Attorney General of Texas — Opinion.
November 8, 1979
MARK WHITE, Attorney General of Texas
Honorable Robert B. Hall Executive Director Texas Board of Examiners in the Fitting and Dispensing of Hearing Aids Penthouse Apts. Suite 105 1212 Guadalupe Austin, Texas 78701
Re: Scope of temporary training permits under article 4566, V.T.C.S., which relates to fitting and dispensing of hearing aids.
Dear Mr. Hall:
You have asked whether it is appropriate under the facts you present for the Texas Board of Examiners in the Fitting and Dispensing of Hearing Aids [hereinafter referred to as Board] to issue temporary training permits. You state the following facts: factory representatives for out-of-state hearing aid manufacturers have sought temporary training permits for the purpose of promoting their product by the fitting and dispensing of hearing aids out of the retail establishments of licensed dealers in Texas. We are informed that these individuals are trained professionals and are paid a commission on their sales. The representatives travel from city to city to hold `Open House’ in the businesses of licensees who act as sponsors. They are advertised as expert and experienced in their field.
You ask four questions.
1. Does the Temporary Training Permit allow its holder to fit and dispense hearing aids according to our law?
The Board is established and acts pursuant to article 4566, V.T.C.S. Every person desiring to engage in the fitting and dispensing of hearing aids is required to pass an examination given by the Board. Art. 4566-1.06(a), V.T.C.S. Those licensed in other states having requirements equivalent or higher than those in Texas may be granted a license without taking the examination under the reciprocal licensing provisions. Art. 4566-1.08, V.T.C.S.
Article 4566-1.09 permits the issuance of temporary training permits to those who have never taken the examination and who have never previously had a training permit. Id. subsec. (a). The application for a temporary permit must be accompanied by an affidavit from a person duly licensed and qualified to fit and dispense hearing aids. Id. subsec. (b). The affidavit must state that the applicant for the temporary permit will be supervised in all work done by the applicant. A temporary training permit is defined as a permit issued by the Board to persons authorized to fit and dispense hearing aids only under the supervision of a person who holds a license under this Act.
Art. 4566-1.01(c), V.T.C.S. Thus, in answer to to your first question, a holder of a temporary permit is authorized to fit and dispense hearing aids if done with supervision.
2. Can factory representatives secure a Temporary Training Permit for the purpose of holding three day `Open House’ meetings in different locations over the State?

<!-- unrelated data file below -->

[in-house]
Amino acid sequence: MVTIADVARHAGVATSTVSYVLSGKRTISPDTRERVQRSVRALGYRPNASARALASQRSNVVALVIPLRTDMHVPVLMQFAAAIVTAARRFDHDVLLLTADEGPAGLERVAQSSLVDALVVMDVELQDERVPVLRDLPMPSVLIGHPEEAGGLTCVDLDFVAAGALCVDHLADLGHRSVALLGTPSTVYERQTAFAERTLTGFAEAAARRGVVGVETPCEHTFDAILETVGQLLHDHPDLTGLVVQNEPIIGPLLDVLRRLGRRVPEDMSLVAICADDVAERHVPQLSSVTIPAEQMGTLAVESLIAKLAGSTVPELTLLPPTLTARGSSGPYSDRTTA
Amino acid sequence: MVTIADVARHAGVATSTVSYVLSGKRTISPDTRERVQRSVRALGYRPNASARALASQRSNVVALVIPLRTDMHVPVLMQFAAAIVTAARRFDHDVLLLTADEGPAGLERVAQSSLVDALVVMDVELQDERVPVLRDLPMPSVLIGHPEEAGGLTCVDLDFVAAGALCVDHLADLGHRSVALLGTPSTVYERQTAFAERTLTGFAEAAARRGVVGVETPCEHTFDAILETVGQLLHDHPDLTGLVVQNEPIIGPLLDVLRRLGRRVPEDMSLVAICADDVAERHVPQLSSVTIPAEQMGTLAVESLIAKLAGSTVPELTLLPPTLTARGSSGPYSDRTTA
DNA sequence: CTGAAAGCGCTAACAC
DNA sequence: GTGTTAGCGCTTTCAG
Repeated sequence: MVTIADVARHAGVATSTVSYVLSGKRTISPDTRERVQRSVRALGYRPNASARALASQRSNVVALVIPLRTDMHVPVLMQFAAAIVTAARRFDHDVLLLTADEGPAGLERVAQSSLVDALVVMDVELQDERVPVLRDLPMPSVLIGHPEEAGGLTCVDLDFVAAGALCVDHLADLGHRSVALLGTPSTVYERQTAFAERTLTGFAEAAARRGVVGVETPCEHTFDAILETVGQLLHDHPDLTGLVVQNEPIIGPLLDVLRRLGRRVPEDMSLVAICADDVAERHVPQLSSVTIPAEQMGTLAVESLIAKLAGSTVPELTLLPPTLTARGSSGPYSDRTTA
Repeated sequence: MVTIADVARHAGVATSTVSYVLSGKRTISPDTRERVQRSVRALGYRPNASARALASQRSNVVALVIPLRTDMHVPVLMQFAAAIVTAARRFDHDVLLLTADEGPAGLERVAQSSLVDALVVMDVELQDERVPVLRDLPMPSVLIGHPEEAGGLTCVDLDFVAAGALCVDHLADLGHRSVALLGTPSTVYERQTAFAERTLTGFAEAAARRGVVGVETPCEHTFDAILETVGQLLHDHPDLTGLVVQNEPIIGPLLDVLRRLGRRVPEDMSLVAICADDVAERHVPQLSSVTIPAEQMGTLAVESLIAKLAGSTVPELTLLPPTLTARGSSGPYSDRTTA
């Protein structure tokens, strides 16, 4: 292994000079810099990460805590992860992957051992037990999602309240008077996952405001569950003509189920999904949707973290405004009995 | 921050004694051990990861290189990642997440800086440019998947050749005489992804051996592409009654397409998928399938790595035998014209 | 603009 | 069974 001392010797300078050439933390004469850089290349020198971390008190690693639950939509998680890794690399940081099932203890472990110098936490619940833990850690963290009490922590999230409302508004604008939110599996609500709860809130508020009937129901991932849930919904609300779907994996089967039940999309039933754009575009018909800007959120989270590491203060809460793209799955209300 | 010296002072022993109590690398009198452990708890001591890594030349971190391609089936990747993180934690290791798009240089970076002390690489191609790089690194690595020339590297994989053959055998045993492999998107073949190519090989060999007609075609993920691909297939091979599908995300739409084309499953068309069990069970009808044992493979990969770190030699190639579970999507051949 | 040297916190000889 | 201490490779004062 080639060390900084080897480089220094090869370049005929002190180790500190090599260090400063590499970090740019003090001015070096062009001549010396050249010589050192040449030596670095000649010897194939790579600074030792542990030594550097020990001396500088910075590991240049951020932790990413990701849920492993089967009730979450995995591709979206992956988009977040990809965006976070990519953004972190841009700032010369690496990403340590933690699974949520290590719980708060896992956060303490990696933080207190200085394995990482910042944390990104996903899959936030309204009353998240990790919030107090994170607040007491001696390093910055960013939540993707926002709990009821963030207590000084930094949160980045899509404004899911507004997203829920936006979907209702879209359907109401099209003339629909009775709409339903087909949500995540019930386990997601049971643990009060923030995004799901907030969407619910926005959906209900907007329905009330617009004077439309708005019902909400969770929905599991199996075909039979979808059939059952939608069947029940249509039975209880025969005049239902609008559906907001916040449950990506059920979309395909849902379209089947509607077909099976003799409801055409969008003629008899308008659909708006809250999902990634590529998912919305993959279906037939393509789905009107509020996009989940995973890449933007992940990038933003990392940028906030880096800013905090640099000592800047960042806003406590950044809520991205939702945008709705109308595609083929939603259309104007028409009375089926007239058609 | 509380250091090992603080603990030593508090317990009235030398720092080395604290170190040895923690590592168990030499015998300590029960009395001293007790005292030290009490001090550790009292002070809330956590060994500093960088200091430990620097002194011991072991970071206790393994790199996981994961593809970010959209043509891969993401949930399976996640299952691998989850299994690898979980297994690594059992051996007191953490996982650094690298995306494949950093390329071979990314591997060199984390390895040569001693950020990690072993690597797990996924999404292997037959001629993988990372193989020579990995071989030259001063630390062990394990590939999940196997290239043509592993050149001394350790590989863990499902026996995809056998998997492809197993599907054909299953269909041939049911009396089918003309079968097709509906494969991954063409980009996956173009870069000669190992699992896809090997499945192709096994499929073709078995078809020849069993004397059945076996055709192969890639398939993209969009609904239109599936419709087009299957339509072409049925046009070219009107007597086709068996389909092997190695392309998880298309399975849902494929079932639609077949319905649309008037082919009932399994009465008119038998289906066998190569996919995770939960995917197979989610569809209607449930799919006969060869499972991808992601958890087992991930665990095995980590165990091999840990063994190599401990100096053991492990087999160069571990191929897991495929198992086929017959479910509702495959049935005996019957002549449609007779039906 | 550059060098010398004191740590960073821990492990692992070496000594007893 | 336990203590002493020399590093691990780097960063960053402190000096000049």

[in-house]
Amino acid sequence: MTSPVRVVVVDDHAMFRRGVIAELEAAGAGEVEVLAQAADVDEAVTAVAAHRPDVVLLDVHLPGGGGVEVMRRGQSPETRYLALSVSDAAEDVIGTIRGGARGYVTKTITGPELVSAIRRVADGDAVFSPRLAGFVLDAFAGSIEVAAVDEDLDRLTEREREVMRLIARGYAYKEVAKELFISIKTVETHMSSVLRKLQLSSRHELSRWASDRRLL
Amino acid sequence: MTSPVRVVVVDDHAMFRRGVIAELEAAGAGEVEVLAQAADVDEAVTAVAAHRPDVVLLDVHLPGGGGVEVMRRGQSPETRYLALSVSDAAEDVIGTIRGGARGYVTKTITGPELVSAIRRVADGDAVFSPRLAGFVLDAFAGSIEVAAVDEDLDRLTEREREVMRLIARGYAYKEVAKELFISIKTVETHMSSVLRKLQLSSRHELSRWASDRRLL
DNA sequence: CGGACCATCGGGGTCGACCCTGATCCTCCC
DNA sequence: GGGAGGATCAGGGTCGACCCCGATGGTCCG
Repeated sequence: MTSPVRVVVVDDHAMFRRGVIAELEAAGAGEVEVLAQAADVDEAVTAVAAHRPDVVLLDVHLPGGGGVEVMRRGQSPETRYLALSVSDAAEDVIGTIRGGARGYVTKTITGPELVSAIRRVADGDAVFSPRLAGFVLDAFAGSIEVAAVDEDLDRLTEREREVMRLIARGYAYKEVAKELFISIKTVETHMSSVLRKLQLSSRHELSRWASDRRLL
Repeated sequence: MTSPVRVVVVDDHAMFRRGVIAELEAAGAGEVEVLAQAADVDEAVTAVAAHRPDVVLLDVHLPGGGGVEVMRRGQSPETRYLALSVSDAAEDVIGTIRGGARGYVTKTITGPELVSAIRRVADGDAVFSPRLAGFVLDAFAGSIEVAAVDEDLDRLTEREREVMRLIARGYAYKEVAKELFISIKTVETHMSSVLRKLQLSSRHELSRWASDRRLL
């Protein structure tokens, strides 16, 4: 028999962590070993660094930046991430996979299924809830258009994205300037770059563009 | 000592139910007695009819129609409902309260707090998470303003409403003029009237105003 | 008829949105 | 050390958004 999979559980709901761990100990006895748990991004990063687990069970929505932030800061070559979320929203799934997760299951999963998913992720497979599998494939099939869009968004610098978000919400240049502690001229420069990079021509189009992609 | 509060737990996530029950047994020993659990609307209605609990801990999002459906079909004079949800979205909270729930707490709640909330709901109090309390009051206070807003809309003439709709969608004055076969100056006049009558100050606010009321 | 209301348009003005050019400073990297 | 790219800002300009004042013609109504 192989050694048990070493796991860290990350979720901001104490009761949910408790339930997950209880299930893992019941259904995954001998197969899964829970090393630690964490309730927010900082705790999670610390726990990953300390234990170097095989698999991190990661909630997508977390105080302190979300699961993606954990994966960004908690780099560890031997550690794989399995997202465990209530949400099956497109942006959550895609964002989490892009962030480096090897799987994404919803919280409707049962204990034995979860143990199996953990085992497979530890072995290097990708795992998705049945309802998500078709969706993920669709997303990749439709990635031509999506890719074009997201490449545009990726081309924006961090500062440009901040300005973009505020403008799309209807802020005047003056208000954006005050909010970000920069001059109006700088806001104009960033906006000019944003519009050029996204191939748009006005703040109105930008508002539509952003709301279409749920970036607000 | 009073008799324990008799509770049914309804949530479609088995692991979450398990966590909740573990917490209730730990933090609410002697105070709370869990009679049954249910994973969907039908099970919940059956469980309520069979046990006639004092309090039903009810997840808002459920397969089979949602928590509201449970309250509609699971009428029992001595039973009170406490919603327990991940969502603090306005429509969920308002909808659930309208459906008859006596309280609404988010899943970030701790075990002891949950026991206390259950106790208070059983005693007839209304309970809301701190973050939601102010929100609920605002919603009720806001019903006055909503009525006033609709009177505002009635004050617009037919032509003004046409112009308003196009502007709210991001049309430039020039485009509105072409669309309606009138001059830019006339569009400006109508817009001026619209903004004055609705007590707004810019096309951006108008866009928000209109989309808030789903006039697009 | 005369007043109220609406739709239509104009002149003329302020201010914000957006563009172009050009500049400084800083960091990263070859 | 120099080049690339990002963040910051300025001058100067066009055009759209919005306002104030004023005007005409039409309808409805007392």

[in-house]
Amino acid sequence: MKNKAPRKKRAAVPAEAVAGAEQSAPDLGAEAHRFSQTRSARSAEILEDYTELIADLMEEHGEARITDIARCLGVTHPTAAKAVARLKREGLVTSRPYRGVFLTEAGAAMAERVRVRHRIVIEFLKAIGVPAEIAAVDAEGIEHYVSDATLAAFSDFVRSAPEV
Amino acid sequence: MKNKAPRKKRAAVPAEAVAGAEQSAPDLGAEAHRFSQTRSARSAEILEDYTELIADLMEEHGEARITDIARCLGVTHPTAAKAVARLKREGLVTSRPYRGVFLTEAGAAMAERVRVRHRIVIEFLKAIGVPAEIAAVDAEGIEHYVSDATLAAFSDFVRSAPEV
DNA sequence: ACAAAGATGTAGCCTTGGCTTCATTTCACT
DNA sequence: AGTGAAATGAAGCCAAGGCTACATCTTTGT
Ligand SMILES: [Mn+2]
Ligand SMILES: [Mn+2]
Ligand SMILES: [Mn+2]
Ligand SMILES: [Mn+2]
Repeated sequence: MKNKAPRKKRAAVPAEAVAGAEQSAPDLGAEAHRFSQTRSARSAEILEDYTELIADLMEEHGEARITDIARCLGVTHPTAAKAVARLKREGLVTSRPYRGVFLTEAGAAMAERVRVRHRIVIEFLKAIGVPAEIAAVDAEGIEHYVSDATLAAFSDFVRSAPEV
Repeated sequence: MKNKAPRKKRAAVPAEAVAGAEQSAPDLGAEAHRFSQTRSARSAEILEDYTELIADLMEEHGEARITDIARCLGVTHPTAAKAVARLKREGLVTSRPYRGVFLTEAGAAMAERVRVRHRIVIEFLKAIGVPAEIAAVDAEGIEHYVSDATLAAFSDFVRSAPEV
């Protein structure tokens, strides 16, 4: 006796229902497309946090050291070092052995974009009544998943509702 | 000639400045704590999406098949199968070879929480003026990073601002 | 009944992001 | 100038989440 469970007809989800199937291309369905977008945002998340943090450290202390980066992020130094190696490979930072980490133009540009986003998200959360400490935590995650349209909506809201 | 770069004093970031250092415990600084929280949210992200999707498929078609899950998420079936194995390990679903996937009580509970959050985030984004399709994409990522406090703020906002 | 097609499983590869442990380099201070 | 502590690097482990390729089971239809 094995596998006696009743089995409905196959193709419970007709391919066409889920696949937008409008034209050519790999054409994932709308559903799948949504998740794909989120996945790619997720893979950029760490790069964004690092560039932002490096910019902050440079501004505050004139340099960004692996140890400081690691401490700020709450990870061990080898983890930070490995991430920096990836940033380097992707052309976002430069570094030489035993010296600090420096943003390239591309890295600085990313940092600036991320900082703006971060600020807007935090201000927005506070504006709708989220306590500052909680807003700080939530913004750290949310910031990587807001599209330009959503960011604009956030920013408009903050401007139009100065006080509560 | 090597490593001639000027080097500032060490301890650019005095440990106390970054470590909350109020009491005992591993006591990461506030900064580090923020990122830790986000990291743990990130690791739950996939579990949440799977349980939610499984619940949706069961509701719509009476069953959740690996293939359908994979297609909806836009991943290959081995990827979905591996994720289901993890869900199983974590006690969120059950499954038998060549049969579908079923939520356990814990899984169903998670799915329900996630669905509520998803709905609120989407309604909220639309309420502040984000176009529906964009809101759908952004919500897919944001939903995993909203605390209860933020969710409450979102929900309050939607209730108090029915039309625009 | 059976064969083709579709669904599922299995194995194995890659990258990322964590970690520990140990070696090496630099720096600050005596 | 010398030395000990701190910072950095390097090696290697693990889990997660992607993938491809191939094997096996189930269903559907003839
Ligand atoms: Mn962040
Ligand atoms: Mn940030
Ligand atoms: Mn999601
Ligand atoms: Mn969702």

Article 4566-1.09, V.T.C.S., authorizes the issuance of a temporary training permit to `any person applying to the Board’ who fulfills stated requirements. The law does not require that the permit holder enroll in a training program but only that he work under the supervision of a licensee. V.T.C.S. arts. 4566-1.01(c); 4566-1.09(b). Consequently, we believe the permit may be issued to a factory representative complying with the statute and the representative may use it while holding open houses and working at all times under the supervision of the affiant who supported his application. The temporary training permit becomes void at the end of six months unless extended for an additional period not to exceed six months.
3. Our application requires the applicant for a Temporary Training Permit to declare his intent to take the State examination. Does our law require the applicant who has stated his `intention’ to take the State examination to follow through and actually take the examination?
We believe that the Board would have no authority to compel an individual to take the examination although the Board may enjoin his dispensing of hearing aids without a license. U.S. Const. amend. XIII; V.T.C.S. arts. 4566-1.04(e), 4566-1.06.
4. Can a factory representative hold himself out in public advertising as being an `expert’ in the fitting and dispensing of hearing aids even though he holds only a temporary license?
The licensing law contains no provisions relating to the advertisement of a licensee as an expert. Cf. V.T.C.S. art. 4566-1.15(a)(5) (prohibition against unlicensed person holding out as authorized to fit hearing aids). The Deceptive Trade Practices Act prohibits false representations concerning the quality of services. Bus. Comm. Code § 17.46(b)(7). Whether an individual may truthfully advertise himself as an expert in the fitting and dispensing of hearing aids depends on his qualifications. Cf. United States Fidelity Guaranty Co. v. Rochester, 281 S.W. 306 (Tex.Civ.App.-Fort Worth 1926, no writ) (definition of expert witness). The fact that an individual held a temporary training license would be relevant to a decision whether he is an expert, but we do not believe it is dispositive of the issue. If a factory representative were in fact an expert in the fitting and dispensing of hearing aids, his possession of a temporary license would not bar him from advertising himself as an expert.
Manufacturer’s representatives may obtain temporary training permits for the purpose of transacting promotional sales.
Very truly yours,
Mark White Attorney General of Texas
John W. Fainter, Jr. First Assistant Attorney General
Ted L. Hartley Executive Assistant Attorney General
Prepared by David B. Brooks and Susan Garrison Assistant Attorneys General